Thinking Aloud in the Cadence of Billy Collins

August 9, 2013 — 14 Comments
festival-crowd-cynthia-cagenello-cropped-copy

Photo on Sunken Garden Poetry website: http://sunkengardenpoetry.org/

Last Wednesday night, the rain held off for Sunken Garden Poetry at Hill-Stead Museum in Farmington, Connecticut, and the largest crowd of the year heard the former United States Poet Laureate (2001–2003) Billy Collins read his poetry for a little more than an hour. His casual demeanor and the context of the garden setting, peopled with picnickers, contributed to a informal, intimate listening experience, a tone he tries to strike with his poetry:

 “I have one reader in mind, someone who is in the room with me, and who I’m talking to, and I want to make sure I don’t talk too fast, or too glibly. Usually I try to create a hospitable tone at the beginning of a poem. Stepping from the title to the first lines is like stepping into a canoe. A lot of things can go wrong.” (http://www.poetryfoundation.org/bio/billy-collins)

Based on the reaction from the crowd, his concerns about a wrong step was unfounded. Since most of his poems are fairly short, he was able to offer a broad range of topics and observations. There were mice, glistening bars of soap, ill-fitting dinner jackets, a few “frog-less” haikus, and commentaries on adolescent behavior. Screen Shot 2013-08-09 at 2.57.00 PM

He began the reading with You Reader:

I wonder how you are going to feel
when you find out
that I wrote this instead of you

He followed that up with the hilarious Another Reason Why I Don’t Keep a Gun in the House where the opening line explains “another reason why”…

The neighbors’ dog will not stop barking.

Over the course of the evening, Collins read his poems to the appreciative audience. His themes ranged from comical to heartbreaking. You can click the following links to the published texts or video recordings in the order he read them to “attend” your own Billy Collin’s reading:

The Sand Hill Cranes of Nebraska
Drinking Alone after Li Po
Cheerios
After the Funeral (p. 62)
Orient
Dress Code (pg.19)
To My Favorite 17-year-old High School Girl
The Dog on His Master and The Reverent
Oh My God (audio poor)
Divorce
Flock (poem read in interview)
Hippos on Holiday
Aimless Love
The Lanyard
Japan
I Chop Some Parsley While Listening To Art Blakey’s Version Of “Three Blind Mice”
Forgetfulness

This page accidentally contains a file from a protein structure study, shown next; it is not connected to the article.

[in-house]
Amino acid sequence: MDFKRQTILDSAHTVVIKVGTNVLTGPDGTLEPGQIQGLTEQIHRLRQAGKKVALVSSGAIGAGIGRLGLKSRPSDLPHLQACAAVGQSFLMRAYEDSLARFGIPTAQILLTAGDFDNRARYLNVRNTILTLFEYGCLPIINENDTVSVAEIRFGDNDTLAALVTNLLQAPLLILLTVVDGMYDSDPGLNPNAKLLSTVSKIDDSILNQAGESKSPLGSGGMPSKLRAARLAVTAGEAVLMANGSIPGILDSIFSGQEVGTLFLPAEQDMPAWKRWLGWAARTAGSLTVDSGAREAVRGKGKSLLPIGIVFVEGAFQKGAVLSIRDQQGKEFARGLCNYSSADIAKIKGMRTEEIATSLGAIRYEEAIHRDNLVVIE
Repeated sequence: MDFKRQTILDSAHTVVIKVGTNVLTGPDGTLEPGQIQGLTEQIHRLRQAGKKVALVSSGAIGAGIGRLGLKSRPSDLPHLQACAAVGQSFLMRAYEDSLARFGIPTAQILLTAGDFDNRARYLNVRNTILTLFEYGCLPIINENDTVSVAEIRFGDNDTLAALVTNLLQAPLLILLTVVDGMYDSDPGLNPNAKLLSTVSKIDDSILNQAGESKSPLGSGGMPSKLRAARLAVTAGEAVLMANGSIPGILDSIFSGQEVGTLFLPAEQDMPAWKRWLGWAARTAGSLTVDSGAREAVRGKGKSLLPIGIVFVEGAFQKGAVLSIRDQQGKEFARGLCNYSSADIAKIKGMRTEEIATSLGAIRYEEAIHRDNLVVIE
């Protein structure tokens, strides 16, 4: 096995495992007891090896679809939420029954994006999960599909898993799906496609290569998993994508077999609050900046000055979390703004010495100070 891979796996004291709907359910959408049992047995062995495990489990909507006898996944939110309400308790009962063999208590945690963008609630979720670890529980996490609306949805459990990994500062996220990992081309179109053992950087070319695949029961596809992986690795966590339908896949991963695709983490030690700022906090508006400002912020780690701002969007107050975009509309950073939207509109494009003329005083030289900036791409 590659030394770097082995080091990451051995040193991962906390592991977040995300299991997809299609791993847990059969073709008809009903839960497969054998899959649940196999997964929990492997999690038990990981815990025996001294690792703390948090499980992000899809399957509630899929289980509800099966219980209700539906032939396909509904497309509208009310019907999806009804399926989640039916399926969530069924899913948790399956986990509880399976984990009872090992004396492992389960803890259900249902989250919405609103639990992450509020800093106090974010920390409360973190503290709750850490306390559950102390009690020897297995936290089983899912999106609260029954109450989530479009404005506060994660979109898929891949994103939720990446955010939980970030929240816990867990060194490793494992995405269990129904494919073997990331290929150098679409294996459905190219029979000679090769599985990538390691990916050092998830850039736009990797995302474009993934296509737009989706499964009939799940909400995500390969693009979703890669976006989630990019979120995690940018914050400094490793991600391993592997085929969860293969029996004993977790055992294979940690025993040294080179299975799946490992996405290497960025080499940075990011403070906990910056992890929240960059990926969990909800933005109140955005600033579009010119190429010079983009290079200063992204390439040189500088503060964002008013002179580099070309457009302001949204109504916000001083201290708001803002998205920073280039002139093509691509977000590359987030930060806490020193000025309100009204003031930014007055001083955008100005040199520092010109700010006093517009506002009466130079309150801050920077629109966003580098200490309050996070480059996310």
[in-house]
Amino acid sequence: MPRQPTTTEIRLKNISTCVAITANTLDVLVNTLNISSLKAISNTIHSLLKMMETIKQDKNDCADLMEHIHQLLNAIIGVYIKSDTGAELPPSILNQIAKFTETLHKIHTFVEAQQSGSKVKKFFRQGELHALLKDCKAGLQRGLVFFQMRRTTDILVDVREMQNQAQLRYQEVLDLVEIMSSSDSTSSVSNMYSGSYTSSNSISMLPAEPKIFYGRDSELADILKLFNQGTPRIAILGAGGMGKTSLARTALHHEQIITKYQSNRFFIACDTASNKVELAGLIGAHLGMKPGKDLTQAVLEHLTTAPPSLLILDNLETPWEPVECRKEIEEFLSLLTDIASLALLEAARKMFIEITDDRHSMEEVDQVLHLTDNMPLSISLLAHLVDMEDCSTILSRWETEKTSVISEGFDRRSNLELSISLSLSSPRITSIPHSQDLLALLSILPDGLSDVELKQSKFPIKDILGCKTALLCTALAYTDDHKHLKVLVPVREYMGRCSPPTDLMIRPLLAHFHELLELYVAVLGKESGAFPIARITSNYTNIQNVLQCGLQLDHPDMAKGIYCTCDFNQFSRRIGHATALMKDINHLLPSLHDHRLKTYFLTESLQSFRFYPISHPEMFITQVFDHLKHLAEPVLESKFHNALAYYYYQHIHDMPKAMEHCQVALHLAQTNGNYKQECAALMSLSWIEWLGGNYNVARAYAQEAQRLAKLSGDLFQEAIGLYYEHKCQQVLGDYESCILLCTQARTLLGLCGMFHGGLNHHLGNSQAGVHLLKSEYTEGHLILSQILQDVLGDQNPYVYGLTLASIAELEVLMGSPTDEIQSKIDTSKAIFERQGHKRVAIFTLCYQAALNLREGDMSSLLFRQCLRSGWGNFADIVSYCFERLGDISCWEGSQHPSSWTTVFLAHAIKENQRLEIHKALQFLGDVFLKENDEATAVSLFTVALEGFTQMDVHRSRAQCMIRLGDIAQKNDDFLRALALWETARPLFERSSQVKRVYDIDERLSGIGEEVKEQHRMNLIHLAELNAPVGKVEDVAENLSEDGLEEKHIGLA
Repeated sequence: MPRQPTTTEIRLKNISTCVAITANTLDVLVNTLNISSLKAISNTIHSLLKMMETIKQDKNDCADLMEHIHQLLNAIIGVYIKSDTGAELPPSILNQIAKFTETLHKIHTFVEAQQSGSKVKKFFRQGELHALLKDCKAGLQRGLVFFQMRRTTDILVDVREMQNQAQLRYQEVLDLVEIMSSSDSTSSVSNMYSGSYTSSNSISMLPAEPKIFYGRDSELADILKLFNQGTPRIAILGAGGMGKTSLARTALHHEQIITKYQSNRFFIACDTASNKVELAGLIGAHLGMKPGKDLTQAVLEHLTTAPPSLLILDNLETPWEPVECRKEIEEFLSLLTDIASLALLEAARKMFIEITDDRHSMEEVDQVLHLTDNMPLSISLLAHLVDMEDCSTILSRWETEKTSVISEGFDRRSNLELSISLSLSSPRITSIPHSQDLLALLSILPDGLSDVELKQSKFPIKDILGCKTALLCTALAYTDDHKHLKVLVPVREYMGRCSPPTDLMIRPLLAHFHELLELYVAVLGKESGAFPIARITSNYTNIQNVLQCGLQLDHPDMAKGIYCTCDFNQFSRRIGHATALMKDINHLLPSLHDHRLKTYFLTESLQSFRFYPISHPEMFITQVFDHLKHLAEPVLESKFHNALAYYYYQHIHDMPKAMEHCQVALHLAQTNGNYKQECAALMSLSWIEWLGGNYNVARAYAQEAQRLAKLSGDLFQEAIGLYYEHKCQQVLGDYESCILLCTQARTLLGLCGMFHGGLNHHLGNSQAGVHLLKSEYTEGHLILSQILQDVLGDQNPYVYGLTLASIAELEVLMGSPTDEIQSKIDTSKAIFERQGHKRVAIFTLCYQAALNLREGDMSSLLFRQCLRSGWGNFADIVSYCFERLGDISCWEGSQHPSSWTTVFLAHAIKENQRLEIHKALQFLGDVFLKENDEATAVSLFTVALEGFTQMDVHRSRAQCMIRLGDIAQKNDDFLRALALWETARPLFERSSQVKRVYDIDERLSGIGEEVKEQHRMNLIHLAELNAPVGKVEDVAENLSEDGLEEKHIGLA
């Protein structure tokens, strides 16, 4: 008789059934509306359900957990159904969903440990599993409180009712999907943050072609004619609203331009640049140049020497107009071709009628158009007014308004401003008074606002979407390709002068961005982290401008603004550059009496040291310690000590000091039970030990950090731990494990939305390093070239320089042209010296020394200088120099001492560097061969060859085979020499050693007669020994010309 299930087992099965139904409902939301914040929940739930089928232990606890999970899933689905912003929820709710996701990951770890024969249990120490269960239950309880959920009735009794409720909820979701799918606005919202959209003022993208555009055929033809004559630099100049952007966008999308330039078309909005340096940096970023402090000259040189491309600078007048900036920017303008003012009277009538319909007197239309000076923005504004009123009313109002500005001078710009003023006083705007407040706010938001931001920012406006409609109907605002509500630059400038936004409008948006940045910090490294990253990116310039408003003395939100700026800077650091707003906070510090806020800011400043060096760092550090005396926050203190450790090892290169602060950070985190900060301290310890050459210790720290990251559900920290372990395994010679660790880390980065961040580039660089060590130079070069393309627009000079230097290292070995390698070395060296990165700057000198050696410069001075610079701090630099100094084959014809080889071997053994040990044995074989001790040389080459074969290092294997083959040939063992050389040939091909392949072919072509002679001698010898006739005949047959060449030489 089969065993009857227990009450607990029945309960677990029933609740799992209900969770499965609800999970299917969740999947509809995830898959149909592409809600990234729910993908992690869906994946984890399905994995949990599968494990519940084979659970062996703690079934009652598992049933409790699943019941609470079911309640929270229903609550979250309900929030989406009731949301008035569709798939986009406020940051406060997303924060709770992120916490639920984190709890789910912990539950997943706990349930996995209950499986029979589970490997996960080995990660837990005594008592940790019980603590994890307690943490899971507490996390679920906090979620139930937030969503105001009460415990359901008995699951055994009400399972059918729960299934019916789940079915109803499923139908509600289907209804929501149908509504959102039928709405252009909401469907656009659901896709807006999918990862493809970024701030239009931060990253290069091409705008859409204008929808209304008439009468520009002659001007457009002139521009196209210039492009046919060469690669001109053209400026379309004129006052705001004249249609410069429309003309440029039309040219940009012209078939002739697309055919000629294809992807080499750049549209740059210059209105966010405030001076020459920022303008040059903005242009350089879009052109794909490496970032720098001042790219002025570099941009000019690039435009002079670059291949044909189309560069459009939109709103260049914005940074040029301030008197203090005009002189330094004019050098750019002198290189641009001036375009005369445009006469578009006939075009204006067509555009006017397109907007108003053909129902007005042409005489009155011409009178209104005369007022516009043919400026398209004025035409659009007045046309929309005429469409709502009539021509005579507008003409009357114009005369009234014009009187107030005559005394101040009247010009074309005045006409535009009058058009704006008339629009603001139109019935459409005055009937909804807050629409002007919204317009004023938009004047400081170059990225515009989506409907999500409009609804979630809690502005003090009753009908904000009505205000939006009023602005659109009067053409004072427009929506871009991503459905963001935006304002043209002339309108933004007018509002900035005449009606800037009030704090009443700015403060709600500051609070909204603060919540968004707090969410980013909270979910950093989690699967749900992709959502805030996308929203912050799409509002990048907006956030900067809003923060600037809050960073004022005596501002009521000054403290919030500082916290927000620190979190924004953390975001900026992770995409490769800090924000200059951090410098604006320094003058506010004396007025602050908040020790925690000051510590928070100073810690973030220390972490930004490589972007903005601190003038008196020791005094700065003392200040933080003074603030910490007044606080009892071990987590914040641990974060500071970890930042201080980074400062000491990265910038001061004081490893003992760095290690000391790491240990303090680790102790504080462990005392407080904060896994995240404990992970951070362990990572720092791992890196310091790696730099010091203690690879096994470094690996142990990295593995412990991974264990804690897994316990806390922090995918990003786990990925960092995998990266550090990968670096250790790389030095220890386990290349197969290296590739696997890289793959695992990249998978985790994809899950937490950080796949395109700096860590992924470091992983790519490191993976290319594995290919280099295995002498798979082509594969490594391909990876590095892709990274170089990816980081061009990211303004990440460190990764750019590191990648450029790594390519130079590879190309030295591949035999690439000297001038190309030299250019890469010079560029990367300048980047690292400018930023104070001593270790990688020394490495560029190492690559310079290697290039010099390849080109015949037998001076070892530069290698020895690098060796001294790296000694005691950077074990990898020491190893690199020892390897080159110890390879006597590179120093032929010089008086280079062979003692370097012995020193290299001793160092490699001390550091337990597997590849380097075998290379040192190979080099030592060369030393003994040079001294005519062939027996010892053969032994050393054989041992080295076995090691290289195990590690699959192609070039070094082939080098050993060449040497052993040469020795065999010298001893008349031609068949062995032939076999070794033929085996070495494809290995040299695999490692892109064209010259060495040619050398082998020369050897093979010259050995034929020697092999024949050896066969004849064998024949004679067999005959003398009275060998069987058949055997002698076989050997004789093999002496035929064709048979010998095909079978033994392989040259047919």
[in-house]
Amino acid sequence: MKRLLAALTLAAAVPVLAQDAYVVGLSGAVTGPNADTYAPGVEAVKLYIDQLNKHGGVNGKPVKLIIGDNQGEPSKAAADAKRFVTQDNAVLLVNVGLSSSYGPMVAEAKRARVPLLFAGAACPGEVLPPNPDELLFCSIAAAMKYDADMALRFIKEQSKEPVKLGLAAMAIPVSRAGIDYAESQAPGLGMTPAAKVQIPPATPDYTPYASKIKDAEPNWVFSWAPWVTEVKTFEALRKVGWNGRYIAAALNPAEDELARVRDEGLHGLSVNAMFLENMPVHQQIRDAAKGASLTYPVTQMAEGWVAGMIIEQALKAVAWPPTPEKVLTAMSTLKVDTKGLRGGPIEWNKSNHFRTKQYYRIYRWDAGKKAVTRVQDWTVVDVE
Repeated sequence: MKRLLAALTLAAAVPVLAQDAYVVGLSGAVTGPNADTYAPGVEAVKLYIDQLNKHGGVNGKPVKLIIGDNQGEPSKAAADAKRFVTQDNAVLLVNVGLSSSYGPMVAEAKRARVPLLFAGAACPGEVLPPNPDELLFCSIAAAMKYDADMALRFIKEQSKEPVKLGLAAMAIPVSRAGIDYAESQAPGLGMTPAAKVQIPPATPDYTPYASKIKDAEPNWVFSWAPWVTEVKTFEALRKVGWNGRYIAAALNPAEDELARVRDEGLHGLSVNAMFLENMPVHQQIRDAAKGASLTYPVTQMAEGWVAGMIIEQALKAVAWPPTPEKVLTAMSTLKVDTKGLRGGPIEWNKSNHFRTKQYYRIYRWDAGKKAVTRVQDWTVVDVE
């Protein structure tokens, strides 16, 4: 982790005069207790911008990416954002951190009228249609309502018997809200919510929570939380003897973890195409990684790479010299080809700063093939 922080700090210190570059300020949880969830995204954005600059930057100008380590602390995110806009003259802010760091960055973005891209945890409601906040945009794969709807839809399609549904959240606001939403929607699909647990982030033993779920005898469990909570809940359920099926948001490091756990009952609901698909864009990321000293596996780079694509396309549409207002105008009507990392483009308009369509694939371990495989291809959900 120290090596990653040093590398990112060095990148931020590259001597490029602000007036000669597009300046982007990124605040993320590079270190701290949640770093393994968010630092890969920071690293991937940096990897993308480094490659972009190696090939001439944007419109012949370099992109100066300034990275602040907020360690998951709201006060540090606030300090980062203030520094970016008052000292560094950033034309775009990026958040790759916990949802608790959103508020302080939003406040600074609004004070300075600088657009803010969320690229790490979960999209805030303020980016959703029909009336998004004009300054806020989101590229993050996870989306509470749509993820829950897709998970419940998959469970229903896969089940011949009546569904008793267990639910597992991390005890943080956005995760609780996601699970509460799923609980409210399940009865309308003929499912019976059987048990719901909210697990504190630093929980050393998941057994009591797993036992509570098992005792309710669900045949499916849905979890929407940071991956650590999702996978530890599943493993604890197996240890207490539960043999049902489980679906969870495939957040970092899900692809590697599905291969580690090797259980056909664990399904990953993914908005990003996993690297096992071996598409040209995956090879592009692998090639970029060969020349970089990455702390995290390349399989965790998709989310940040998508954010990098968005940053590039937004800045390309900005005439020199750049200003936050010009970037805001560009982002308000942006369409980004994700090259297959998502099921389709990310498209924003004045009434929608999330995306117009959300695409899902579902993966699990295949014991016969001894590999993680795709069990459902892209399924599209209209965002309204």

The Dead
Aristotle
Nightclub

Collins delivered each of his poems in his conversational tone- dry, wry, and understated. Leaving the poetry reading, I could not help but start to “think” in Collins’s cadence. Later that evening, my thoughts matched his tempo:

I had heard the poet at a reading once before,
when he read the blind mice poem that made me laugh.

I bought the book Sailing Alone Around the Room
and found inside the poems Sonnet and Aristotle that I now use
with my Advanced Placement students, but I do not teach
Taking Off Emily Dickenson’s Clothes.

They do not appreciate the Belle of Amherst the way Billy and I do.

 and

The standing ovation
became a mass migration,
some to their cars and some to the table
where the poet scrawled his signature
repeatedly into book after book after book.

Later when I crushed my bedroom pillow
up to the headboard, I wondered
if he was still held hostage to his adoring fans?

Sunken Garden Poetry should be commended for organizing a memorable summer evening. This coming winter, I suspect that a number of those who attended will turn to a companion, and quote Billy Collins and say, “Too bad you couldn’t have been here six months ago.”

14 responses to Thinking Aloud in the Cadence of Billy Collins

  1. 

    Colette, what a marvelous collection you’ve put together here! I’ve gone through half already. What a treat to be able to hear him in person. Thank you!

  2. 

    Oh, and I LOVE your Emily Dickinson poem – great last line. HA!

  3. 

    You have indeed captured the cadence of Billy Collins! I agree with Renee, “They do not appreciate the Belle of Amherst the way Billy and I do.” is perfect. Bravo!

  4. 

    Collette, this is a marvelous collection of BIlly Collins poems. He’s one of my favorites. What a treat to hear him read!

  5. 

    I love Billy Collins. Thank you for sharing some of his work here!

  6. 

    Wow! To hear Billy Collins live would be lovely…I understand why his cadence is stuck in your head. So neat!

  7. 

    His voice gets inside my head, too! It also happened after I heard George Bilgere. Poets borrow so much from each other — fun to consider borrowing a cadence!

  8. 
    Keri Collins Lewis August 12, 2013 at 9:11 pm

    I have a CD of Billy Collins reading his poems and it is the best medicine for anything that ails me. The Lanyard is a favorite, most recently read by a dear friend at her mother’s memorial service. He tugs the heart and soul. Thanks for sharing.

Trackbacks and Pingbacks:

  1. Poetry Friday Roundup: Poetry Catch of the Day and "The Boat" by Renee M. LaTulippe - August 9, 2013

    […] Bennett gives us “Thinking Aloud in the Cadence of Billy Collins”, a gorgeous tribute to Collins, who has been stuck in her head since she went to his reading last […]

  2. Poetry Friday: Best Two Words in Winter? “Snow Day” « Used Books in Class - January 3, 2014

    […] Poetry Reading by Collins at Sunken Garden Festival in August 2013 in CT: https://usedbooksinclass.com/2013/08/09/thinking-aloud-in-the-cadence-of-billy-collins/ […]

I would like to hear what you think...

Fill in your details below or click an icon to log in:

WordPress.com Logo

You are commenting using your WordPress.com account. Log Out / Change )

Twitter picture

You are commenting using your Twitter account. Log Out / Change )

Facebook photo

You are commenting using your Facebook account. Log Out / Change )

Google+ photo

You are commenting using your Google+ account. Log Out / Change )

Connecting to %s